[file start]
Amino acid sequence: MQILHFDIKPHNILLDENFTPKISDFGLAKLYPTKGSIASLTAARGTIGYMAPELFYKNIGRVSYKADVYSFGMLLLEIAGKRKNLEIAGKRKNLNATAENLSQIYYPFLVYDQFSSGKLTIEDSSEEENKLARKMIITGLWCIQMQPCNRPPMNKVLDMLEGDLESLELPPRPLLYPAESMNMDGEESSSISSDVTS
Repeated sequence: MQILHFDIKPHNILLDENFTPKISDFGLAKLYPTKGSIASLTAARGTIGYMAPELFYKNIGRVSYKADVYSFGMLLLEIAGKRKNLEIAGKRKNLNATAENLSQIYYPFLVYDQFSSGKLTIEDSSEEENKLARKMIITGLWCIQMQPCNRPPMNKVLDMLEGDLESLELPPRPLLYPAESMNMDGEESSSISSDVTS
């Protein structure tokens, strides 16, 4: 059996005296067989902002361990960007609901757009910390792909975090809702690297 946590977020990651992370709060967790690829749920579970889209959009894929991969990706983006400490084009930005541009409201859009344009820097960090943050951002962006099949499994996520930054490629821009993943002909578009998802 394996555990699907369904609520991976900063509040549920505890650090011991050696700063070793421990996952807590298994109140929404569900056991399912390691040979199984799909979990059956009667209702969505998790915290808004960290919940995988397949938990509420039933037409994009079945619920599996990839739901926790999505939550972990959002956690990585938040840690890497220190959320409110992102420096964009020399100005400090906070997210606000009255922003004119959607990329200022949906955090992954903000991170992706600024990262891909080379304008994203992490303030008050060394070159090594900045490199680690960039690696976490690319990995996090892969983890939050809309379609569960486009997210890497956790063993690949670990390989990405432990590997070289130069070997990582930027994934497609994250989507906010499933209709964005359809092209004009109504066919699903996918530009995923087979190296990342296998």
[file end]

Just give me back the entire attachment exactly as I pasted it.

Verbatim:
Amino acid sequence: MQILHFDIKPHNILLDENFTPKISDFGLAKLYPTKGSIASLTAARGTIGYMAPELFYKNIGRVSYKADVYSFGMLLLEIAGKRKNLEIAGKRKNLNATAENLSQIYYPFLVYDQFSSGKLTIEDSSEEENKLARKMIITGLWCIQMQPCNRPPMNKVLDMLEGDLESLELPPRPLLYPAESMNMDGEESSSISSDVTS
Repeated sequence: MQILHFDIKPHNILLDENFTPKISDFGLAKLYPTKGSIASLTAARGTIGYMAPELFYKNIGRVSYKADVYSFGMLLLEIAGKRKNLEIAGKRKNLNATAENLSQIYYPFLVYDQFSSGKLTIEDSSEEENKLARKMIITGLWCIQMQPCNRPPMNKVLDMLEGDLESLELPPRPLLYPAESMNMDGEESSSISSDVTS
């Protein structure tokens, strides 16, 4: 059996005296067989902002361990960007609901757009910390792909975090809702690297 946590977020990651992370709060967790690829749920579970889209959009894929991969990706983006400490084009930005541009409201859009344009820097960090943050951002962006099949499994996520930054490629821009993943002909578009998802 394996555990699907369904609520991976900063509040549920505890650090011991050696700063070793421990996952807590298994109140929404569900056991399912390691040979199984799909979990059956009667209702969505998790915290808004960290919940995988397949938990509420039933037409994009079945619920599996990839739901926790999505939550972990959002956690990585938040840690890497220190959320409110992102420096964009020399100005400090906070997210606000009255922003004119959607990329200022949906955090992954903000991170992706600024990262891909080379304008994203992490303030008050060394070159090594900045490199680690960039690696976490690319990995996090892969983890939050809309379609569960486009997210890497956790063993690949670990390989990405432990590997070289130069070997990582930027994934497609994250989507906010499933209709964005359809092209004009109504066919699903996918530009995923087979190296990342296998």